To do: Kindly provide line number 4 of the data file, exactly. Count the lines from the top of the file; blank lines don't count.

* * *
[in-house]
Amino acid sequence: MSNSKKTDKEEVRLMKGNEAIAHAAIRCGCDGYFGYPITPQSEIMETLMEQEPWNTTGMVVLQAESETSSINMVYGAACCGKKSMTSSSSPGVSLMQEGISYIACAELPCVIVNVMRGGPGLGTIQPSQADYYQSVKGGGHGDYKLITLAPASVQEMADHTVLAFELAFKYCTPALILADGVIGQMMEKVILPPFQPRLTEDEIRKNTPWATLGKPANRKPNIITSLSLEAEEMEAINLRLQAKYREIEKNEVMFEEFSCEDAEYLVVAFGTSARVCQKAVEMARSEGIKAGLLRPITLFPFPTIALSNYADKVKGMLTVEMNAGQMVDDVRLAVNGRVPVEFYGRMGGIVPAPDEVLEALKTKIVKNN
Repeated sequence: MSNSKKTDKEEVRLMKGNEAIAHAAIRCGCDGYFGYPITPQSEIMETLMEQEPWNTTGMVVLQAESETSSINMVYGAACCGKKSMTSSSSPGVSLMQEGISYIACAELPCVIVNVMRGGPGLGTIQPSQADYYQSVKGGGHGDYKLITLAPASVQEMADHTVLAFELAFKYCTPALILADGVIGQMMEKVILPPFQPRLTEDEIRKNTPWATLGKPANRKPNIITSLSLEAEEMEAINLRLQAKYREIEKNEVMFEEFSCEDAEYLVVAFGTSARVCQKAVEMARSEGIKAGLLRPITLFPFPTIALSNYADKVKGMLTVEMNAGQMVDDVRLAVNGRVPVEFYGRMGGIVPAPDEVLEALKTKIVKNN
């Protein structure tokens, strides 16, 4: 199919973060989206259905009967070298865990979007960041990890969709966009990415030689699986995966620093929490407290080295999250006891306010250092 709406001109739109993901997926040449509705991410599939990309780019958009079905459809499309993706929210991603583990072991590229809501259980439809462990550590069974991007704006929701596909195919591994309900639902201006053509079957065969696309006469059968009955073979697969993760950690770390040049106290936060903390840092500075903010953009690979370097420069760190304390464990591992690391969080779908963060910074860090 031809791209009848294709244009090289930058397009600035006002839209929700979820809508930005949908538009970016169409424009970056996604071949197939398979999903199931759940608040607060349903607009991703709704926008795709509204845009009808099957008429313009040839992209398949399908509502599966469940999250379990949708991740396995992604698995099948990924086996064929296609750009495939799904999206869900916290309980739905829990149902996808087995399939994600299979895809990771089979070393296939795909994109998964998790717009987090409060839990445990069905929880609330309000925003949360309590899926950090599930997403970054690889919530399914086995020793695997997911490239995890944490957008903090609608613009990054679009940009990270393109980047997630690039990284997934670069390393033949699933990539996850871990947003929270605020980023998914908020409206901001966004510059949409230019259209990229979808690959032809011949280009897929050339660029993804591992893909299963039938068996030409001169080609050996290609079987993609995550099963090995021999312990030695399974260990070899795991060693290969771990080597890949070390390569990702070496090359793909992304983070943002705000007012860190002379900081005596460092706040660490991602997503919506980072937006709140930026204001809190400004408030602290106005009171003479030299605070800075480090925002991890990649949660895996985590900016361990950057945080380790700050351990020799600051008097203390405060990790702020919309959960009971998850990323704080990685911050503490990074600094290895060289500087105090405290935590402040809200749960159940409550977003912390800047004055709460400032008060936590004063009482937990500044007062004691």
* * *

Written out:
């Protein structure tokens, strides 16, 4: 199919973060989206259905009967070298865990979007960041990890969709966009990415030689699986995966620093929490407290080295999250006891306010250092 709406001109739109993901997926040449509705991410599939990309780019958009079905459809499309993706929210991603583990072991590229809501259980439809462990550590069974991007704006929701596909195919591994309900639902201006053509079957065969696309006469059968009955073979697969993760950690770390040049106290936060903390840092500075903010953009690979370097420069760190304390464990591992690391969080779908963060910074860090 031809791209009848294709244009090289930058397009600035006002839209929700979820809508930005949908538009970016169409424009970056996604071949197939398979999903199931759940608040607060349903607009991703709704926008795709509204845009009808099957008429313009040839992209398949399908509502599966469940999250379990949708991740396995992604698995099948990924086996064929296609750009495939799904999206869900916290309980739905829990149902996808087995399939994600299979895809990771089979070393296939795909994109998964998790717009987090409060839990445990069905929880609330309000925003949360309590899926950090599930997403970054690889919530399914086995020793695997997911490239995890944490957008903090609608613009990054679009940009990270393109980047997630690039990284997934670069390393033949699933990539996850871990947003929270605020980023998914908020409206901001966004510059949409230019259209990229979808690959032809011949280009897929050339660029993804591992893909299963039938068996030409001169080609050996290609079987993609995550099963090995021999312990030695399974260990070899795991060693290969771990080597890949070390390569990702070496090359793909992304983070943002705000007012860190002379900081005596460092706040660490991602997503919506980072937006709140930026204001809190400004408030602290106005009171003479030299605070800075480090925002991890990649949660895996985590900016361990950057945080380790700050351990020799600051008097203390405060990790702020919309959960009971998850990323704080990685911050503490990074600094290895060289500087105090405290935590402040809200749960159940409550977003912390800047004055709460400032008060936590004063009482937990500044007062004691």